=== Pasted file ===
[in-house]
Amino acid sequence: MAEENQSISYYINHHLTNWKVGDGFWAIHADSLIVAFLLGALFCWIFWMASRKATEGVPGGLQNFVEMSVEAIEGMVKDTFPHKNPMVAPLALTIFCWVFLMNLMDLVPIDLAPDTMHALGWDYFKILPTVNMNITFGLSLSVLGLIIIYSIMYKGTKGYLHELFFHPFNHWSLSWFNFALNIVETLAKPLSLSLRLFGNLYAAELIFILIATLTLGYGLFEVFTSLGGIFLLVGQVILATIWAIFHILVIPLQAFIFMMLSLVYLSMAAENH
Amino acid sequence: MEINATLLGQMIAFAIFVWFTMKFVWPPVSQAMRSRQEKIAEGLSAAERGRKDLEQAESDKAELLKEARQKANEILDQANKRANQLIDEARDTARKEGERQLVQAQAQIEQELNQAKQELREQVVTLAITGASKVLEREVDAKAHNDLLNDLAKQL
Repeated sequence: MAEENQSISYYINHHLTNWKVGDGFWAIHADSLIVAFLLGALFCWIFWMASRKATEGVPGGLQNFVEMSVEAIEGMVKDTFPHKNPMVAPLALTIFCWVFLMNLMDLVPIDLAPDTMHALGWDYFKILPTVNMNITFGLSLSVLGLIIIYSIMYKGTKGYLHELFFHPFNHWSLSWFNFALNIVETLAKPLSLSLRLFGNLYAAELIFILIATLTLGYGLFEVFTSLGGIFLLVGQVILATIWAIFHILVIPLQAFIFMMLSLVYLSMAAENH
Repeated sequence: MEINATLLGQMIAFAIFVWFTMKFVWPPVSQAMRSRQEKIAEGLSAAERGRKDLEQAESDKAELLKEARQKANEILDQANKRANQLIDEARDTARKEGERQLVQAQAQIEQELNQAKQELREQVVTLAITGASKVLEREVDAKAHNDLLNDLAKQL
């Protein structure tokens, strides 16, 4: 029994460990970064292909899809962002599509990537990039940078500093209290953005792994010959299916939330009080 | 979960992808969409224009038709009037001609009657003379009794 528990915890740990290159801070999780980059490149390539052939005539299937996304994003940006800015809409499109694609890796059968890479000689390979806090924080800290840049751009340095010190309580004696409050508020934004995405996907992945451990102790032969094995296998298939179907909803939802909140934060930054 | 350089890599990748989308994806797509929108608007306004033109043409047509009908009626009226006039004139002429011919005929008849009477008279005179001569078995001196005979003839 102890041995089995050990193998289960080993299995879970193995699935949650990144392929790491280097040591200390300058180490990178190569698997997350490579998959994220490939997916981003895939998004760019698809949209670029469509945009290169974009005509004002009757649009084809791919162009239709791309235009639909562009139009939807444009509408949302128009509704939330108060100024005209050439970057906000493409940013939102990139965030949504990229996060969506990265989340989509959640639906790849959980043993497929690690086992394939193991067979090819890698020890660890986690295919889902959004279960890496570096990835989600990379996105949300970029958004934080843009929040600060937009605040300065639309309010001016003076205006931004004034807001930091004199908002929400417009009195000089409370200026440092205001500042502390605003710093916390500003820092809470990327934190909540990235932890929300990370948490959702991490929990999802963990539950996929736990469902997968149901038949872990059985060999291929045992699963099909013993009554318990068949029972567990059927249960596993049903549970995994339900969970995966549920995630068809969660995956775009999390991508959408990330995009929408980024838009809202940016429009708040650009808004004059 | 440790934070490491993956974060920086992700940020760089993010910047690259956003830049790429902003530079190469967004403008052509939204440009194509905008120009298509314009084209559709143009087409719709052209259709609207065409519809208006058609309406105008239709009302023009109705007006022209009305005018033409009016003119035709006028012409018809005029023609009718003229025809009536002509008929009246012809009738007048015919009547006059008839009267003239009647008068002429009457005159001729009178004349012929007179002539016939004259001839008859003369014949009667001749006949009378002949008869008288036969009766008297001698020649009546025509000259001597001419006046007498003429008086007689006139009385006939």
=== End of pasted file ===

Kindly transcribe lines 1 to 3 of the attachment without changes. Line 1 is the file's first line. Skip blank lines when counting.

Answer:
[in-house]
Amino acid sequence: MAEENQSISYYINHHLTNWKVGDGFWAIHADSLIVAFLLGALFCWIFWMASRKATEGVPGGLQNFVEMSVEAIEGMVKDTFPHKNPMVAPLALTIFCWVFLMNLMDLVPIDLAPDTMHALGWDYFKILPTVNMNITFGLSLSVLGLIIIYSIMYKGTKGYLHELFFHPFNHWSLSWFNFALNIVETLAKPLSLSLRLFGNLYAAELIFILIATLTLGYGLFEVFTSLGGIFLLVGQVILATIWAIFHILVIPLQAFIFMMLSLVYLSMAAENH
Amino acid sequence: MEINATLLGQMIAFAIFVWFTMKFVWPPVSQAMRSRQEKIAEGLSAAERGRKDLEQAESDKAELLKEARQKANEILDQANKRANQLIDEARDTARKEGERQLVQAQAQIEQELNQAKQELREQVVTLAITGASKVLEREVDAKAHNDLLNDLAKQL